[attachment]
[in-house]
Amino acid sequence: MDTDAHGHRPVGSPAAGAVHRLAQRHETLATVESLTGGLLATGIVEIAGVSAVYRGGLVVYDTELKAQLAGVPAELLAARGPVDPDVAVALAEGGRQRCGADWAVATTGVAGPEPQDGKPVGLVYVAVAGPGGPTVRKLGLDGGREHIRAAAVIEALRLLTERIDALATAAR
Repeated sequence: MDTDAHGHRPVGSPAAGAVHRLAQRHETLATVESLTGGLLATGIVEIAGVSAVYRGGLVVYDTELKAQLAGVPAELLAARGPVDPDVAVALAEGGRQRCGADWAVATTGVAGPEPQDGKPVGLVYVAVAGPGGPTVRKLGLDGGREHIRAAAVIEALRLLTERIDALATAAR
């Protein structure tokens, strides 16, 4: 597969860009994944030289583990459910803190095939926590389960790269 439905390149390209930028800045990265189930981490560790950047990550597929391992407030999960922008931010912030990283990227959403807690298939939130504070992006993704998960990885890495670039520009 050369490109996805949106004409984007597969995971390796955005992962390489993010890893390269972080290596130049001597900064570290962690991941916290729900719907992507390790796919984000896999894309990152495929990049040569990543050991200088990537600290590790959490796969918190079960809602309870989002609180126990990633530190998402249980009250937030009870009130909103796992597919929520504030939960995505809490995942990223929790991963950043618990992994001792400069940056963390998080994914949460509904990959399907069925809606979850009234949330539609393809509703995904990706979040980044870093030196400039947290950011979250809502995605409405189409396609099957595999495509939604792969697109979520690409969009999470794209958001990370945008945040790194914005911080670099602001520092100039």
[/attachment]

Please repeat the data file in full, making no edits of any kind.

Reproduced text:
[in-house]
Amino acid sequence: MDTDAHGHRPVGSPAAGAVHRLAQRHETLATVESLTGGLLATGIVEIAGVSAVYRGGLVVYDTELKAQLAGVPAELLAARGPVDPDVAVALAEGGRQRCGADWAVATTGVAGPEPQDGKPVGLVYVAVAGPGGPTVRKLGLDGGREHIRAAAVIEALRLLTERIDALATAAR
Repeated sequence: MDTDAHGHRPVGSPAAGAVHRLAQRHETLATVESLTGGLLATGIVEIAGVSAVYRGGLVVYDTELKAQLAGVPAELLAARGPVDPDVAVALAEGGRQRCGADWAVATTGVAGPEPQDGKPVGLVYVAVAGPGGPTVRKLGLDGGREHIRAAAVIEALRLLTERIDALATAAR
């Protein structure tokens, strides 16, 4: 597969860009994944030289583990459910803190095939926590389960790269 439905390149390209930028800045990265189930981490560790950047990550597929391992407030999960922008931010912030990283990227959403807690298939939130504070992006993704998960990885890495670039520009 050369490109996805949106004409984007597969995971390796955005992962390489993010890893390269972080290596130049001597900064570290962690991941916290729900719907992507390790796919984000896999894309990152495929990049040569990543050991200088990537600290590790959490796969918190079960809602309870989002609180126990990633530190998402249980009250937030009870009130909103796992597919929520504030939960995505809490995942990223929790991963950043618990992994001792400069940056963390998080994914949460509904990959399907069925809606979850009234949330539609393809509703995904990706979040980044870093030196400039947290950011979250809502995605409405189409396609099957595999495509939604792969697109979520690409969009999470794209958001990370945008945040790194914005911080670099602001520092100039």